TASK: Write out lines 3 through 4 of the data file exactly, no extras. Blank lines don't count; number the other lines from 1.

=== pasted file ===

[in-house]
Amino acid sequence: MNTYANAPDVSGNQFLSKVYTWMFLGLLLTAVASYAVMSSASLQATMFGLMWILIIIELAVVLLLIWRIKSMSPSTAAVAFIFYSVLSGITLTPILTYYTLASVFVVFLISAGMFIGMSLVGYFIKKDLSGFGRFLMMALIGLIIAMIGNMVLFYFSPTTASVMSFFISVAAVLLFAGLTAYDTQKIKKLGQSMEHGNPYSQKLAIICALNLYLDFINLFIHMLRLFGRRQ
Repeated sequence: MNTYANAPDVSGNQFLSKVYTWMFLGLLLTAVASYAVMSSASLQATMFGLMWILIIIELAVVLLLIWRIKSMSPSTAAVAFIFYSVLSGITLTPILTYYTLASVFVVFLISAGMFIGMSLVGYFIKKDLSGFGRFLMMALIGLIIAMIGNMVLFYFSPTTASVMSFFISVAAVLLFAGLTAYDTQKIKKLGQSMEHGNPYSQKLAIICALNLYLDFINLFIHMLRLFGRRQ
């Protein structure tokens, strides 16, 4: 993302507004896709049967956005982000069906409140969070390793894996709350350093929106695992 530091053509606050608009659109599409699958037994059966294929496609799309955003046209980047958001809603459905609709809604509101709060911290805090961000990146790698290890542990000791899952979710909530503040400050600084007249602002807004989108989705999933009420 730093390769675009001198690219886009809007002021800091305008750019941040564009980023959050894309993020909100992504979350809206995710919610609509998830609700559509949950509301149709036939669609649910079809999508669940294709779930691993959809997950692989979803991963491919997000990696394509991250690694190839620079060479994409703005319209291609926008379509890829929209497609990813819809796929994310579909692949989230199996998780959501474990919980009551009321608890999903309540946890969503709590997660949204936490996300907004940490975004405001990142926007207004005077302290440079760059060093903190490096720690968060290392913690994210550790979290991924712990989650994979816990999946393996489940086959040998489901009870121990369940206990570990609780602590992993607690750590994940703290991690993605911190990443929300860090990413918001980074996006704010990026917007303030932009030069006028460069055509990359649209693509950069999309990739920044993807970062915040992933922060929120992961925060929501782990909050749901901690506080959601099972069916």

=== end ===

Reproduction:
Repeated sequence: MNTYANAPDVSGNQFLSKVYTWMFLGLLLTAVASYAVMSSASLQATMFGLMWILIIIELAVVLLLIWRIKSMSPSTAAVAFIFYSVLSGITLTPILTYYTLASVFVVFLISAGMFIGMSLVGYFIKKDLSGFGRFLMMALIGLIIAMIGNMVLFYFSPTTASVMSFFISVAAVLLFAGLTAYDTQKIKKLGQSMEHGNPYSQKLAIICALNLYLDFINLFIHMLRLFGRRQ
């Protein structure tokens, strides 16, 4: 993302507004896709049967956005982000069906409140969070390793894996709350350093929106695992 530091053509606050608009659109599409699958037994059966294929496609799309955003046209980047958001809603459905609709809604509101709060911290805090961000990146790698290890542990000791899952979710909530503040400050600084007249602002807004989108989705999933009420 730093390769675009001198690219886009809007002021800091305008750019941040564009980023959050894309993020909100992504979350809206995710919610609509998830609700559509949950509301149709036939669609649910079809999508669940294709779930691993959809997950692989979803991963491919997000990696394509991250690694190839620079060479994409703005319209291609926008379509890829929209497609990813819809796929994310579909692949989230199996998780959501474990919980009551009321608890999903309540946890969503709590997660949204936490996300907004940490975004405001990142926007207004005077302290440079760059060093903190490096720690968060290392913690994210550790979290991924712990989650994979816990999946393996489940086959040998489901009870121990369940206990570990609780602590992993607690750590994940703290991690993605911190990443929300860090990413918001980074996006704010990026917007303030932009030069006028460069055509990359649209693509950069999309990739920044993807970062915040992933922060929120992961925060929501782990909050749901901690506080959601099972069916």